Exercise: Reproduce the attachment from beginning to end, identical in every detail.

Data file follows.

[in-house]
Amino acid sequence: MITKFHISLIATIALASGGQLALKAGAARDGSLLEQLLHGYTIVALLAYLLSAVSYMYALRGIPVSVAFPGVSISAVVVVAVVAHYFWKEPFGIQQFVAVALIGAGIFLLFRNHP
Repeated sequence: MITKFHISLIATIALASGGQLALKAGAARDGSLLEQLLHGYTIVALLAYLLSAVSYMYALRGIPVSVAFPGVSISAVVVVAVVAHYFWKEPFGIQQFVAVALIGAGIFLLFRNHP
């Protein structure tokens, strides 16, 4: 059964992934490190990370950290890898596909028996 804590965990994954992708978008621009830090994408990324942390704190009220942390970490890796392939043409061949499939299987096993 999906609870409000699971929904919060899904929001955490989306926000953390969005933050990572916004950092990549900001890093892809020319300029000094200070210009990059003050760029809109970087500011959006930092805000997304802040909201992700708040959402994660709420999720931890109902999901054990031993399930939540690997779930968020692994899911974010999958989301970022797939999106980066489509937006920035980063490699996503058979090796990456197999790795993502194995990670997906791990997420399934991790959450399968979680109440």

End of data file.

[in-house]
Amino acid sequence: MITKFHISLIATIALASGGQLALKAGAARDGSLLEQLLHGYTIVALLAYLLSAVSYMYALRGIPVSVAFPGVSISAVVVVAVVAHYFWKEPFGIQQFVAVALIGAGIFLLFRNHP
Repeated sequence: MITKFHISLIATIALASGGQLALKAGAARDGSLLEQLLHGYTIVALLAYLLSAVSYMYALRGIPVSVAFPGVSISAVVVVAVVAHYFWKEPFGIQQFVAVALIGAGIFLLFRNHP
């Protein structure tokens, strides 16, 4: 059964992934490190990370950290890898596909028996 804590965990994954992708978008621009830090994408990324942390704190009220942390970490890796392939043409061949499939299987096993 999906609870409000699971929904919060899904929001955490989306926000953390969005933050990572916004950092990549900001890093892809020319300029000094200070210009990059003050760029809109970087500011959006930092805000997304802040909201992700708040959402994660709420999720931890109902999901054990031993399930939540690997779930968020692994899911974010999958989301970022797939999106980066489509937006920035980063490699996503058979090796990456197999790795993502194995990670997906791990997420399934991790959450399968979680109440």